The Italian Renaissance State

The Italian Renaissance State

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This magisterial study proposes a revised and innovative view of the political history of Renaissance Italy. Drawing on comparative examples from across the peninsula and the kingdoms of Sicily, Sardinia and Corsica, an international team of leading scholars highlights the complexity and variety of the Italian world from the fourteenth to early sixteenth centuries, surveying the mosaic of kingdoms, principalities, signorie and republics against a backdrop of wider political themes common to all types of state in the period. The authors address the contentious problem of the apparent weakness of the Italian Renaissance political system. By repositioning the Renaissance as a political, rather than simply an artistic and cultural phenomenon, they identify the period as a pivotal moment in the history of the state, in which political languages, practices and tools, together with political and governmental institutions, became vital to the evolution of a modern European political identity.show more

Product details

  • Electronic book text
  • CAMBRIDGE UNIVERSITY PRESS
  • Cambridge University Press (Virtual Publishing)
  • Cambridge, United Kingdom
  • 1 map
  • 113937298X
  • 9781139372985

Table of contents

Introduction Andrea Gamberini and Isabella Lazzarini; Part I. The Italian States: 1. The Kingdom of Sicily Fabrizio Titone; 2. The Kingdom of Naples Francesco Senatore; 3. The Kingdom of Sardinia and Corsica Olivetta Schena; 4. The papal state Sandro Carocci; 5. Tuscan states: Florence and Siena Lorenzo Tanzini; 6. Ferrara and Mantua Trevor Dean; 7. Venice and the Terraferma Michael Knapton; 8. Lombardy under the Visconti and the Sforza Federico Del Tredici; 9. The feudal principalities: the west (Monferrato, Saluzzo, Savoy, Savoy-Acaia) Alessandro Barbero; 10. The feudal principalities: the east (Trent, Bressanone/Brixen, Aquileia, Tyrol and Gorizia) Marco Bellabarba; 11. Genoa, Christine Shaw; Part II. Themes and Perspectives: 12. The collapse of city-states and the role of urban centres in the new political geography of Renaissance Italy Francesco Somaini; 13. The rural communities Massimo Della Misericordia; 14. Lordships, fiefs 'small states' Federica Cengarle; 15. Factions and parties: problems and perspectives Marco Gentile; 16. State, orders and social distinction E. Igor Mineo; 17. Women and the state Serena Ferente; 18. Offices and officials Guido Castelnuovo; 19. Public written records Gian Maria Varanini; 20. The language of politics and the process of statebuilding: approaches and interpretations Andrea Gamberini; 21. Renaissance diplomacy Isabella Lazzarini; 22. Regional states and economic development Franco Franceschi and Luca Mol...; 23. The papacy and the Italian states Giorgio Chittolini; 24. Justice Andrea Zorzi; Bibliography.show more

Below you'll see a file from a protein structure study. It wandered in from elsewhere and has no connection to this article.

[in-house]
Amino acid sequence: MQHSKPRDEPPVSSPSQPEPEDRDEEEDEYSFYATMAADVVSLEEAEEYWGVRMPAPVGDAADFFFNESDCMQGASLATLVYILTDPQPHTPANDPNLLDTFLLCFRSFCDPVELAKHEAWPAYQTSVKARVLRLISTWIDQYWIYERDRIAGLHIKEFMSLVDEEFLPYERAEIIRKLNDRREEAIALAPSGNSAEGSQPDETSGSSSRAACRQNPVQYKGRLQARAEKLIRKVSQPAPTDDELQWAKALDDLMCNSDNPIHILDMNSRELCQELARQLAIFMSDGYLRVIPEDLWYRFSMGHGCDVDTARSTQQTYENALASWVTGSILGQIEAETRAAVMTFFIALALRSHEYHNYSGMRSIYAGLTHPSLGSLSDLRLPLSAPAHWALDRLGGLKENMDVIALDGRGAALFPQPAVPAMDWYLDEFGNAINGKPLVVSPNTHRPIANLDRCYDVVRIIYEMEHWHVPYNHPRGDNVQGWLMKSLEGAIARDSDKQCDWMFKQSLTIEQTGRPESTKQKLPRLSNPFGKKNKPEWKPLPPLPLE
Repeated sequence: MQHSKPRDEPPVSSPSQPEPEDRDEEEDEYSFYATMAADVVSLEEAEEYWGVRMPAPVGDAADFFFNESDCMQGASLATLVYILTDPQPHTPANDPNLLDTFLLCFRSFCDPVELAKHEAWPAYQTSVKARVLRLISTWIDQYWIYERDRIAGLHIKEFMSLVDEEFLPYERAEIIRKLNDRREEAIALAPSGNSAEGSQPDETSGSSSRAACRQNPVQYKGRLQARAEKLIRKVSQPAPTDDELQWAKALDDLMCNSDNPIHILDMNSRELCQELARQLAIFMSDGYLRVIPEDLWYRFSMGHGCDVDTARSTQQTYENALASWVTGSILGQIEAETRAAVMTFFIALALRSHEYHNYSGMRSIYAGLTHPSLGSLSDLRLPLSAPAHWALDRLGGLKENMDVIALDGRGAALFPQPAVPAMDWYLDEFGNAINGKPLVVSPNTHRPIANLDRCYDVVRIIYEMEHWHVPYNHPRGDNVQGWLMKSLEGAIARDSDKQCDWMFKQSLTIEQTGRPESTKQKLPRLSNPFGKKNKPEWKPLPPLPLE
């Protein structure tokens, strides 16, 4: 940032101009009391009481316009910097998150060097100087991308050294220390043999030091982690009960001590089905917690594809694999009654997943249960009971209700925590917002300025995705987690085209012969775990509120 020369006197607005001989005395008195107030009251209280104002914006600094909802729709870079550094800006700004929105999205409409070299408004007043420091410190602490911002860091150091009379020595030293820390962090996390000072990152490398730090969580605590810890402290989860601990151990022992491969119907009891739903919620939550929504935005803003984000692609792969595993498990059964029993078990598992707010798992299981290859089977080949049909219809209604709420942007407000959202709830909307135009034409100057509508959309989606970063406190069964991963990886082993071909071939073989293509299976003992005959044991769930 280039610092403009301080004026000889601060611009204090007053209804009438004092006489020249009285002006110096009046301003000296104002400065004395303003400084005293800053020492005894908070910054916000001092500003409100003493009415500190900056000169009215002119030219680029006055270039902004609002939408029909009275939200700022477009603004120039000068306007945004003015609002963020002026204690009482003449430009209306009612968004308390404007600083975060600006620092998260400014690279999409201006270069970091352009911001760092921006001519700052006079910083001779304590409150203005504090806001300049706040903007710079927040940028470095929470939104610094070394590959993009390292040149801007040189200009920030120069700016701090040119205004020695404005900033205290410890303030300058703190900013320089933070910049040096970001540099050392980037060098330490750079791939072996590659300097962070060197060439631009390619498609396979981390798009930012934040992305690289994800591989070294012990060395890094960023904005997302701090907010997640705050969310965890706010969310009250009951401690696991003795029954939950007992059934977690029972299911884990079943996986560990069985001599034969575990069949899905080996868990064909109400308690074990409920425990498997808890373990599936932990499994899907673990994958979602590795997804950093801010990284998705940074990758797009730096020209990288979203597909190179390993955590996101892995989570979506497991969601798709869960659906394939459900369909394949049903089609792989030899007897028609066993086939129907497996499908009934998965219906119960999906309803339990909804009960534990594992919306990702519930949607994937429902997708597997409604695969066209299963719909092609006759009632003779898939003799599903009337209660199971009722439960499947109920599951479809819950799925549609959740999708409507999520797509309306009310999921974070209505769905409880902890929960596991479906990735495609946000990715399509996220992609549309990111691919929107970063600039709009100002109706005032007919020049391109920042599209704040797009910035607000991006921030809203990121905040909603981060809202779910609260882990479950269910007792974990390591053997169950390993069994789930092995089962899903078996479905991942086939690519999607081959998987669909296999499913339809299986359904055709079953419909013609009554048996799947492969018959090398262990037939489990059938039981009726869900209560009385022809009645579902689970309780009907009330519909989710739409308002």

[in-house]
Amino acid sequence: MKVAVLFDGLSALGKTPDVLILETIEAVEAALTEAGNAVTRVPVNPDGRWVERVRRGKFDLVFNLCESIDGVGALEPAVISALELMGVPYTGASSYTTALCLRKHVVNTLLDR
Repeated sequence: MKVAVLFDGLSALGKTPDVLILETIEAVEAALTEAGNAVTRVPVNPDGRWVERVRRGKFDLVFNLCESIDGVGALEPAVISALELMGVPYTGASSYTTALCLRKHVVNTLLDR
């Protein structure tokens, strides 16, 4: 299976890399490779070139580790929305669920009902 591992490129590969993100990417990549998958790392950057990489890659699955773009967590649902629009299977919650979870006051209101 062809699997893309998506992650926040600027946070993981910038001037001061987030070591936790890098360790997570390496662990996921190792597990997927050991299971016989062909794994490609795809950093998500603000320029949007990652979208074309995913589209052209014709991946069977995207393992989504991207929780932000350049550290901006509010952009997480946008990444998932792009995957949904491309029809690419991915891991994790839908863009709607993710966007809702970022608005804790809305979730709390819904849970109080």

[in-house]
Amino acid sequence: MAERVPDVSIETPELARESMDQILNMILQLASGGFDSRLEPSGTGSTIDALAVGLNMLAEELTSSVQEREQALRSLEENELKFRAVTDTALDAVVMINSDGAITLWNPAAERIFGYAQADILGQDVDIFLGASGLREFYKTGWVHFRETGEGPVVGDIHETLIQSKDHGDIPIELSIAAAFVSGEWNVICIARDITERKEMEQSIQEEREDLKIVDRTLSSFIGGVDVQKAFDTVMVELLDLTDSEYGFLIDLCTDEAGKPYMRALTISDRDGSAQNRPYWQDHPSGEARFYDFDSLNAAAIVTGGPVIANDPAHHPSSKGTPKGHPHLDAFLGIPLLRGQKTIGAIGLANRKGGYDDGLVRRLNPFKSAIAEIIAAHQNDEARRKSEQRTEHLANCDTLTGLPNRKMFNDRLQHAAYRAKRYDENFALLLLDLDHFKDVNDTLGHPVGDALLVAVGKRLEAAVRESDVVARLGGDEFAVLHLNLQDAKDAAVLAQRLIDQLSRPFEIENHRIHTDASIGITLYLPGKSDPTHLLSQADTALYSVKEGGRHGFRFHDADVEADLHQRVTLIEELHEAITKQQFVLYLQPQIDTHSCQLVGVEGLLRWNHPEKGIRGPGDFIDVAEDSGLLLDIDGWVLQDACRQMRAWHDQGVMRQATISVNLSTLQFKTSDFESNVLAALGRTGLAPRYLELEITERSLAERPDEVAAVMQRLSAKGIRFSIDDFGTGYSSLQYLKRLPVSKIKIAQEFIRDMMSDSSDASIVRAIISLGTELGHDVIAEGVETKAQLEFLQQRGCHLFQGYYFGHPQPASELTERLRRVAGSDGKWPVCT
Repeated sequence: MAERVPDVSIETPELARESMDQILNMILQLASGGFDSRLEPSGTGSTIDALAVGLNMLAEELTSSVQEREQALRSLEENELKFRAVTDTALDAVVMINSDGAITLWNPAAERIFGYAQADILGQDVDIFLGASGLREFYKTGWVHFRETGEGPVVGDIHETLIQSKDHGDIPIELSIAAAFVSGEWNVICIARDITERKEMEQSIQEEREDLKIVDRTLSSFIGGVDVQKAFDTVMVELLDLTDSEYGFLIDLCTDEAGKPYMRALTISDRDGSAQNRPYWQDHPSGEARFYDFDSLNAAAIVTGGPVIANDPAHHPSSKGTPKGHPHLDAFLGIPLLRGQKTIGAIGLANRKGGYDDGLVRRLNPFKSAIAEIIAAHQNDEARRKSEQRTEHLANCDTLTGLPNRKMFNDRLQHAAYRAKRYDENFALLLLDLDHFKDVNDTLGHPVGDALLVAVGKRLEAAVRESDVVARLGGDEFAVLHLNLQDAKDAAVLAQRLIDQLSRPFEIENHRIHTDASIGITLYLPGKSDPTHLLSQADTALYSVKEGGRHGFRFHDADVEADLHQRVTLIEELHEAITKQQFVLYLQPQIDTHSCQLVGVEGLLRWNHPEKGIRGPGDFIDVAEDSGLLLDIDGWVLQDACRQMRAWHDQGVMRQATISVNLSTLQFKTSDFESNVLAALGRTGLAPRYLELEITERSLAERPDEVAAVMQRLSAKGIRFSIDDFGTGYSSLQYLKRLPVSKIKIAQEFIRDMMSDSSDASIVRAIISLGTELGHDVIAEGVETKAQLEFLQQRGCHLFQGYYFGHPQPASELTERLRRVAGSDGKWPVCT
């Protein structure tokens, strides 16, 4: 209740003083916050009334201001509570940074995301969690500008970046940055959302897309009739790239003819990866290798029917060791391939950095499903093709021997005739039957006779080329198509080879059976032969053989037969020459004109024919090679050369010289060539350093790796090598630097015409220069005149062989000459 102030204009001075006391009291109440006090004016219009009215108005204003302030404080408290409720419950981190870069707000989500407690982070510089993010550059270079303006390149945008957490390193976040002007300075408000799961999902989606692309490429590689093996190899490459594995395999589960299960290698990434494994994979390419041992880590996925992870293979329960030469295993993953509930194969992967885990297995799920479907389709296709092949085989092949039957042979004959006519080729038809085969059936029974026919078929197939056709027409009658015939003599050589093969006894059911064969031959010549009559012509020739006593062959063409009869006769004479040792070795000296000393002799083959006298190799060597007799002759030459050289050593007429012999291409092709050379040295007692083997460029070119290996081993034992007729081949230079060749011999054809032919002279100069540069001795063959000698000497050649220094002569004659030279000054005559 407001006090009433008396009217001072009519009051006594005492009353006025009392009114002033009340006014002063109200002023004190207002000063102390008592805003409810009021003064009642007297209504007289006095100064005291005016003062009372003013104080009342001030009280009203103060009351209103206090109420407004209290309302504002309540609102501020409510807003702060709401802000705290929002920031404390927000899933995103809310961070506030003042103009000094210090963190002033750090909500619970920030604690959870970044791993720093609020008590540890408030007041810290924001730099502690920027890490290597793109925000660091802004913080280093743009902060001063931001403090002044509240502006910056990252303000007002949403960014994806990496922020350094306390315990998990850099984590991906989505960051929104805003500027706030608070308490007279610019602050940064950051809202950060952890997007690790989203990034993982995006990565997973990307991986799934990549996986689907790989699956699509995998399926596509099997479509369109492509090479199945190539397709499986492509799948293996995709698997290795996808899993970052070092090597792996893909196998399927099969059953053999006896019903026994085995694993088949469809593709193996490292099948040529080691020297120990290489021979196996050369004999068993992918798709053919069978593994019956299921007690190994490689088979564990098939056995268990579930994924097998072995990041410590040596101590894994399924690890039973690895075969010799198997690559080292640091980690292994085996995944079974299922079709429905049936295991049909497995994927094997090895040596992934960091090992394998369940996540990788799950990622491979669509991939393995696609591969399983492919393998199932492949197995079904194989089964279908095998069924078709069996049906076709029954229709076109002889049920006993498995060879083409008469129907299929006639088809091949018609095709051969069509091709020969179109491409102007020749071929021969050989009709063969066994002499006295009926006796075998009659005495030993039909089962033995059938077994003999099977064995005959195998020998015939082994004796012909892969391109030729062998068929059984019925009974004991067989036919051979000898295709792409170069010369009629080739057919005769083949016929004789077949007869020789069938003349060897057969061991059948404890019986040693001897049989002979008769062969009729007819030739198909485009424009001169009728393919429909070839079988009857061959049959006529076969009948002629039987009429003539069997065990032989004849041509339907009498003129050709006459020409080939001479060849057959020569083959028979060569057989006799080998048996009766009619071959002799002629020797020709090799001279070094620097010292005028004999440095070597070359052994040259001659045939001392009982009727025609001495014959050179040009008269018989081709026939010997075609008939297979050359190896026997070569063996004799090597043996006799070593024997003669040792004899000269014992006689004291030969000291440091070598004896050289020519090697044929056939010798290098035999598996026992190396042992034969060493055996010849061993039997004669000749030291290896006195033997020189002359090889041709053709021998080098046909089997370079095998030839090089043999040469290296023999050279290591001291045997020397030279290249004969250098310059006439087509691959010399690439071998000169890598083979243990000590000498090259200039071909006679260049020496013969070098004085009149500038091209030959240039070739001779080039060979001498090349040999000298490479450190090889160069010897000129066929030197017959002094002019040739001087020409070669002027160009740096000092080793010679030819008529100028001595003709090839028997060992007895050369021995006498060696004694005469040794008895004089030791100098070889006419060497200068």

Review quote

"Recommended." -Choice "Comprehensive and innovative in its approach, this book should prove a definitive reference for scholars interested in a wide variety of topics related to Italian Renaissance politics." -Robert Policelli, Renaissance Quarterlyshow more

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